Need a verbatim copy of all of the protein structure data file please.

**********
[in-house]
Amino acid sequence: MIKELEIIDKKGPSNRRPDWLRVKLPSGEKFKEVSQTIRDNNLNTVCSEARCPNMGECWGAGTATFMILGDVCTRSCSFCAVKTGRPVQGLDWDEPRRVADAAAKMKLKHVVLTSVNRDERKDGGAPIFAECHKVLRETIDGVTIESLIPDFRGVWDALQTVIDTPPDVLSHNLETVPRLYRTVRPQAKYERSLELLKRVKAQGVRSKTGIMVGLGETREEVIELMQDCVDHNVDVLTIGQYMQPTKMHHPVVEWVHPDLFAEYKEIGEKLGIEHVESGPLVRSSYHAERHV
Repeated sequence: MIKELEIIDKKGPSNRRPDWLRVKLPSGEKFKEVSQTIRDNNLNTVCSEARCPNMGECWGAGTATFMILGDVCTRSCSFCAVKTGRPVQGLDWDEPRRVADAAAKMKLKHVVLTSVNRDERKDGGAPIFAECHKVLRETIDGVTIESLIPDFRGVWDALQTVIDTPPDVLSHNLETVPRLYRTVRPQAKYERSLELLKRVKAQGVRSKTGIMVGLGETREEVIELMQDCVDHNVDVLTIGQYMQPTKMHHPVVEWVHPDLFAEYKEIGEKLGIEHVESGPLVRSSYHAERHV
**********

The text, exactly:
[in-house]
Amino acid sequence: MIKELEIIDKKGPSNRRPDWLRVKLPSGEKFKEVSQTIRDNNLNTVCSEARCPNMGECWGAGTATFMILGDVCTRSCSFCAVKTGRPVQGLDWDEPRRVADAAAKMKLKHVVLTSVNRDERKDGGAPIFAECHKVLRETIDGVTIESLIPDFRGVWDALQTVIDTPPDVLSHNLETVPRLYRTVRPQAKYERSLELLKRVKAQGVRSKTGIMVGLGETREEVIELMQDCVDHNVDVLTIGQYMQPTKMHHPVVEWVHPDLFAEYKEIGEKLGIEHVESGPLVRSSYHAERHV
Repeated sequence: MIKELEIIDKKGPSNRRPDWLRVKLPSGEKFKEVSQTIRDNNLNTVCSEARCPNMGECWGAGTATFMILGDVCTRSCSFCAVKTGRPVQGLDWDEPRRVADAAAKMKLKHVVLTSVNRDERKDGGAPIFAECHKVLRETIDGVTIESLIPDFRGVWDALQTVIDTPPDVLSHNLETVPRLYRTVRPQAKYERSLELLKRVKAQGVRSKTGIMVGLGETREEVIELMQDCVDHNVDVLTIGQYMQPTKMHHPVVEWVHPDLFAEYKEIGEKLGIEHVESGPLVRSSYHAERHV